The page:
• Valley Forge, Livermore agree on explosive detection patents

    Last Thursday Valley Forge Composite Technologies, Inc. announced that it had just reached an agreement with Lawrence Livermore National Laboratory for several key technological advances in hidden explosive detection

  • U.S. Army buys Raptor's MIPs-based detectors

    Molecularly imprinted polymers (MIPs) technology is capable of selectively sensing microscopic amounts of explosives or other molecules that are dangerous for humans and the environment, such as toxins, chemical agents, biological agents, pesticides, and poisons; the U.S. Army wants more MIPs detectors

  • Implant Sciences receives U.S. patent for explosives trace detection technology

    Keeping sample tubes used in chemical detection systems clean is important for obtaining accurate analysis results; Implant Sciences receives a U.S. patent for a procedure called Flash Heating for Tubing

  • X-ray machine operators lack proper training, says explosives expert

    Even with the increasing ubiquity of X-ray machines and other explosives detection devices, many dangerous contraband items are still passing through security checkpoints at government buildings, airports, and businesses as a result of poor training; in 2009 Government Accountability Office (GAO) investigators successfully smuggled bomb making materials into ten high-security federal buildings

  • Detroit police disarm IED found in restaurant

    On Sunday, an improvised explosive device was found in the restroom of a Detroit restaurant; police confirmed that it was a bomb and successfully disarmed it

  • Laser device detects IEDs

    Researchers have developed a laser that could detect roadside bombs — the deadliest enemy weapon U.S. and coalition soldiers encountered in Iraq and Afghanistan; the laser, which has comparable output to a simple presentation pointer, potentially has the sensitivity and selectivity to canvas large areas and detect improvised explosive devices

  • Children no longer have to remove shoes at airports

    DHS Secretary Janet Napolitano said that her agency is changing its airport security policy for children twelve years and younger who will no longer be required to remove their shoes at airport checkpoints; in addition, Napolitano said the agency’s new policies seek to avoid pat downs for children by using other screening techniques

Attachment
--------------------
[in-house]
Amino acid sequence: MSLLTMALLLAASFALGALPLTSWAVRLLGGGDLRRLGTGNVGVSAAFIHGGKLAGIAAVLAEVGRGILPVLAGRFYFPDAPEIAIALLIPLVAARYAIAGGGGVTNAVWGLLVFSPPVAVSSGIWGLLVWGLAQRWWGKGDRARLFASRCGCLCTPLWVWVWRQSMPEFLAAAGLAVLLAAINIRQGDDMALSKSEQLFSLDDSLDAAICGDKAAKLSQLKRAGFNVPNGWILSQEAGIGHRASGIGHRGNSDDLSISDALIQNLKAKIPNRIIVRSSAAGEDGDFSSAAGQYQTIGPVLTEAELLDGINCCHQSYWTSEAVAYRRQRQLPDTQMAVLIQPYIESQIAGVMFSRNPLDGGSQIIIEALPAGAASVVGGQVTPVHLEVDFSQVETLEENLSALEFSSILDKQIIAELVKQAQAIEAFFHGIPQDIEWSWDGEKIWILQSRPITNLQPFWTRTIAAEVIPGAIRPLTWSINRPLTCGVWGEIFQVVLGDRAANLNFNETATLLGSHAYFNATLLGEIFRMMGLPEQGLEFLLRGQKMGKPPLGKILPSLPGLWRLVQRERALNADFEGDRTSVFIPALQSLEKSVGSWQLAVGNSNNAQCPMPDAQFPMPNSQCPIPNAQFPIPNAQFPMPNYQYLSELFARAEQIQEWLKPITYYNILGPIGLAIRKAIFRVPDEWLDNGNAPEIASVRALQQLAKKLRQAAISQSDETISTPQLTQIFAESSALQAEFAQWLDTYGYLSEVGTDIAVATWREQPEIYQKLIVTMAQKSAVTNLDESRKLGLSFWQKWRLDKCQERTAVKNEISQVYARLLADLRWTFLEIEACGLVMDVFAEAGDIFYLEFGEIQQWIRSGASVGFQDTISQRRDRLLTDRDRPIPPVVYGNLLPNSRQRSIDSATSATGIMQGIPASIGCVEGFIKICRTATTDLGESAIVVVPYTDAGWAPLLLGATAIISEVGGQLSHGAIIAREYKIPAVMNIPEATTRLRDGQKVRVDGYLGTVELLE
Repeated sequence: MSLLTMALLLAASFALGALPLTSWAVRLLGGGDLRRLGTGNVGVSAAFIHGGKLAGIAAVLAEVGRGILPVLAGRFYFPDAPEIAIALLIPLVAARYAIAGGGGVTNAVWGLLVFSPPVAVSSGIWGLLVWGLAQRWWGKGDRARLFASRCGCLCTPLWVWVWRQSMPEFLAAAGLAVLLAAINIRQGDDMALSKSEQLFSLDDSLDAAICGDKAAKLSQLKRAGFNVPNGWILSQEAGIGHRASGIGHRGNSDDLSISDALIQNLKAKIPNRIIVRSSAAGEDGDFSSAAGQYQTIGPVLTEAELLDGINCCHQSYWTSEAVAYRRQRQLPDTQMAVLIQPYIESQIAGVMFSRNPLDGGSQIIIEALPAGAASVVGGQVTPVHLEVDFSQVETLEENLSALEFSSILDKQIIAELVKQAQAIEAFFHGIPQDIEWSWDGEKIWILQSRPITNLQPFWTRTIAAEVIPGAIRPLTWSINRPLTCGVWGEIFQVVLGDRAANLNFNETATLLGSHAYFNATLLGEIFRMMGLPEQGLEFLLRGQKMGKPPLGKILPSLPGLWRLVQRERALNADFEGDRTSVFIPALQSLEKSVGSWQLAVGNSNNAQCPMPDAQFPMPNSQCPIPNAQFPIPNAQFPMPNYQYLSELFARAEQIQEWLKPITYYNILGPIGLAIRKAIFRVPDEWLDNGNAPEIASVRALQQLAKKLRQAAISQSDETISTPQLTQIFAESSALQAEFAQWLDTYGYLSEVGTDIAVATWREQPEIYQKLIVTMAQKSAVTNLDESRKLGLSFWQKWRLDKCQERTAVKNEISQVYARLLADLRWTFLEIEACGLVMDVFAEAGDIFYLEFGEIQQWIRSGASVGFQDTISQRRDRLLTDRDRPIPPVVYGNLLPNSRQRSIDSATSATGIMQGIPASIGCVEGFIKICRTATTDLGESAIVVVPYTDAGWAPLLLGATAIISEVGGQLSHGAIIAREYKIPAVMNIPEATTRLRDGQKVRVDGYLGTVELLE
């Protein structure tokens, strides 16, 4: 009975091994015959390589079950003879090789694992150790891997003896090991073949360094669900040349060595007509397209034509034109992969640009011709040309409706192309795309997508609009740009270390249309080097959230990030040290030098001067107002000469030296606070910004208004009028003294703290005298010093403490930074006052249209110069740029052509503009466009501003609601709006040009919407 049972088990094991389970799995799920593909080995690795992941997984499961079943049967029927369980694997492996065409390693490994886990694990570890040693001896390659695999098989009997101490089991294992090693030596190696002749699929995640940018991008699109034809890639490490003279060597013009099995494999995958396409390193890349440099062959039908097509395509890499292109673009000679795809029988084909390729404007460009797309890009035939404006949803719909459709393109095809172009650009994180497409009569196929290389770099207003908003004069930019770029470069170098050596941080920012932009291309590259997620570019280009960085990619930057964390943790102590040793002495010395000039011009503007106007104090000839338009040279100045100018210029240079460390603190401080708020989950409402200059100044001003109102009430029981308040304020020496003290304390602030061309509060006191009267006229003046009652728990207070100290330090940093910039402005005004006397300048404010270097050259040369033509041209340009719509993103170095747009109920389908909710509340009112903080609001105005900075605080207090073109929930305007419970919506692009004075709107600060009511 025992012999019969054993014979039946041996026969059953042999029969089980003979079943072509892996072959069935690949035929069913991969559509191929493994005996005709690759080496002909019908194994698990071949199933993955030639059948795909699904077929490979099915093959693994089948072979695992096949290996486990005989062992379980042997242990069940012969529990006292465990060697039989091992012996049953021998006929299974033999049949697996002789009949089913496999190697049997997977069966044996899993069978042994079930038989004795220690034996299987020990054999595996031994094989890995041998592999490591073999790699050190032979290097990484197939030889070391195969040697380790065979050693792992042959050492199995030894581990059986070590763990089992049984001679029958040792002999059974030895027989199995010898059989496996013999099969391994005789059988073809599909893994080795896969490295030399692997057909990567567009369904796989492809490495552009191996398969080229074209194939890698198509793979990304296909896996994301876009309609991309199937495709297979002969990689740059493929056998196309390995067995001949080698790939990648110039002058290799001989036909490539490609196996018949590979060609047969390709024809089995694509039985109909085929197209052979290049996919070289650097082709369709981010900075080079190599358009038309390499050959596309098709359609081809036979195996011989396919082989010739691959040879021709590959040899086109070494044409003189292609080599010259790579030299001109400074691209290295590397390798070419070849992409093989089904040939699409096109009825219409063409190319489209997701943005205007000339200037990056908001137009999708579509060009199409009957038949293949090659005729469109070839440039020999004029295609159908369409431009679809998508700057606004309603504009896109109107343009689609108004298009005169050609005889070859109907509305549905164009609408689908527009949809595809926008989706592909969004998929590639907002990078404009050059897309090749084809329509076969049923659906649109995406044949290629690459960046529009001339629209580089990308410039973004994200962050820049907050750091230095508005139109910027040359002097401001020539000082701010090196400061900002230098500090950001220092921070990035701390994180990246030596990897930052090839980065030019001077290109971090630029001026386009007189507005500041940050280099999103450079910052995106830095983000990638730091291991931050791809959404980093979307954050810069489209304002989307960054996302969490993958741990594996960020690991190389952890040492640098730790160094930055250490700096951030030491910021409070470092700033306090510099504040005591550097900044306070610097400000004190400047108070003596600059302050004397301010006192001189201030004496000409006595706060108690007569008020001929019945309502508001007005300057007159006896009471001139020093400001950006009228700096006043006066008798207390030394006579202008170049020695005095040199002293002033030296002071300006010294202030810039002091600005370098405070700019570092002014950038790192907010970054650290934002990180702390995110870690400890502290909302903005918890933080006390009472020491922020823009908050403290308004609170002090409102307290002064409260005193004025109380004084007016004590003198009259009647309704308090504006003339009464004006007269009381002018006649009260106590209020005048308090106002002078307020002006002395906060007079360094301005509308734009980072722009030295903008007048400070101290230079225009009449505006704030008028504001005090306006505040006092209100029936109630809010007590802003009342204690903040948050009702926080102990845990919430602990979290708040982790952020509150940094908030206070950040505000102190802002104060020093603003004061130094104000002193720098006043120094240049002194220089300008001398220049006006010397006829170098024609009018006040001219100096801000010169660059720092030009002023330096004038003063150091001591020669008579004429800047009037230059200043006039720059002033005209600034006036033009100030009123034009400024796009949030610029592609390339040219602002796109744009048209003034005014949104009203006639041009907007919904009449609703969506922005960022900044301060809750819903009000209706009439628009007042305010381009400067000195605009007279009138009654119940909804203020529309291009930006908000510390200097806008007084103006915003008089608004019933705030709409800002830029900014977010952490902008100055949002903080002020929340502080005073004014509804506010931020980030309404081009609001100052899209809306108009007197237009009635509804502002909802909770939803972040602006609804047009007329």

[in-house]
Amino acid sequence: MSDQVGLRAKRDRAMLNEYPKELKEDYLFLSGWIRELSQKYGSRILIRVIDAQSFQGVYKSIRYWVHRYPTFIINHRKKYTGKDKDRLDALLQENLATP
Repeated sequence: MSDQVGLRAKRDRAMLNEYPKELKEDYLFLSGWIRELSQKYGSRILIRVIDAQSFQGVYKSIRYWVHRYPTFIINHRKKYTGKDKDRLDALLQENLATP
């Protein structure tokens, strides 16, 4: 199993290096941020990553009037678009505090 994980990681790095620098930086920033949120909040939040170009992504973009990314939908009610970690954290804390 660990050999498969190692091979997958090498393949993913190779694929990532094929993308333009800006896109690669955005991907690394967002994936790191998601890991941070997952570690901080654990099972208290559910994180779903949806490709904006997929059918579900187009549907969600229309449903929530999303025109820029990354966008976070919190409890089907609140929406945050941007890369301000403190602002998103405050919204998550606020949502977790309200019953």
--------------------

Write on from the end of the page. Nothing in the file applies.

• $1.1 million order for Implant Sciences' portable explosives detectors

    Implant Sciences Corporation, a developer of explosives detection technology, recently announced that it had received a $1.1 million order for its portable explosives detection systems; with the latest purchase, Implant Sciences will supply its Quantum Sniffer QS H-150 portable devices to the Middle East for use by critical infrastructure operators

  • TSA: Aviation security "stronger and more secure" ten years later

    Lisa Farbstein, a spokesperson for the Transportation Security Administration (TSA); discusses new technologies implemented by TSA and DHS and the agency’s shift to a more risk-based approach to passenger screening

  • Germany says "nein" to full-body scanners

    Germany has decided against deploying full-body scanners at German airports; after a 10-month trial, in which 1,280,000 passengers were scanned, the government said that the false alarm rate was just too high

  • Marines deploy bomb-sniffing dog alternative

    When bomb-sniffing dogs at Camp Lejeune, the Marine base in North Carolina, are unavailable, military police turn to Fido; the Fido XT Explosives Detector is a handheld device that is capable of sniffing out explosives or residuals in vehicles

  • Aussies to clone explosives sniffer dogs

    Two Aussie dog-breeding companies will collaborate with South Korean scientists on cloning explosives and drug sniffer dogs; the first batch of ten dogs will go into service in 2013; the Australians cloned dogs would be made from tissue samples taken from a German shepherd called Hassan von Gruntal, who died in 2001; cloned sniffer dogs have already been used in South Korea and the United States

  • DHS slow to crack down on ammonium nitrate sales

    U.S. lawmakers are becoming frustrated with DHS for its slow implementation of regulations on ammonium nitrate fertilizer, a key ingredient in dangerous homemade explosives like the one used in the deadly 1995 Oklahoma City bombing; Congress initially passed legislation tightening control on the sale of the fertilizer in 2008, but DHS has yet to implement such regulations and three years later is only now publishing a set of “proposed” rule

  • New software to improve explosive detection

    New software developed by Peaklet Analysis with the aid of a Western Kentucky University (WKU) math professor could help existing explosives detectors improve their detection abilities

  • Nano sensor detects minute traces of plastic explosives

    Scientists have developed an extremely sensitive explosives sensor that is capable of detecting even slight traces of the high-explosive chemical compound pentaerythritol tetranitrate (PETN); terrorists had employed PETN in several attacks on commercial aircraft